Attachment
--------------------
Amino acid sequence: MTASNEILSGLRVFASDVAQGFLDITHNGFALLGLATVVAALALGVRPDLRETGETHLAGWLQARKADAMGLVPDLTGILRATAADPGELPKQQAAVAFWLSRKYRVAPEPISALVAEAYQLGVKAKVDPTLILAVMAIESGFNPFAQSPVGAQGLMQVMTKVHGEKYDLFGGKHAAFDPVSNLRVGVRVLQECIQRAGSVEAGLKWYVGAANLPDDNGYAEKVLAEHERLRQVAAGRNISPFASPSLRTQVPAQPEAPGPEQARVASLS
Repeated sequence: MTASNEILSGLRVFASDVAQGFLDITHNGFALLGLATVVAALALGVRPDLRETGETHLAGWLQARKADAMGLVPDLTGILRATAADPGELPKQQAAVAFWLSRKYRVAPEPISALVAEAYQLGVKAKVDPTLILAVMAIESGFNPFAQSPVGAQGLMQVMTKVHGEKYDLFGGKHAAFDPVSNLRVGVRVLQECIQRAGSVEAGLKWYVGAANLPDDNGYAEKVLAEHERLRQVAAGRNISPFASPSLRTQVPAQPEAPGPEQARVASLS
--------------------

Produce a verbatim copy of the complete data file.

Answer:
Amino acid sequence: MTASNEILSGLRVFASDVAQGFLDITHNGFALLGLATVVAALALGVRPDLRETGETHLAGWLQARKADAMGLVPDLTGILRATAADPGELPKQQAAVAFWLSRKYRVAPEPISALVAEAYQLGVKAKVDPTLILAVMAIESGFNPFAQSPVGAQGLMQVMTKVHGEKYDLFGGKHAAFDPVSNLRVGVRVLQECIQRAGSVEAGLKWYVGAANLPDDNGYAEKVLAEHERLRQVAAGRNISPFASPSLRTQVPAQPEAPGPEQARVASLS
Repeated sequence: MTASNEILSGLRVFASDVAQGFLDITHNGFALLGLATVVAALALGVRPDLRETGETHLAGWLQARKADAMGLVPDLTGILRATAADPGELPKQQAAVAFWLSRKYRVAPEPISALVAEAYQLGVKAKVDPTLILAVMAIESGFNPFAQSPVGAQGLMQVMTKVHGEKYDLFGGKHAAFDPVSNLRVGVRVLQECIQRAGSVEAGLKWYVGAANLPDDNGYAEKVLAEHERLRQVAAGRNISPFASPSLRTQVPAQPEAPGPEQARVASLS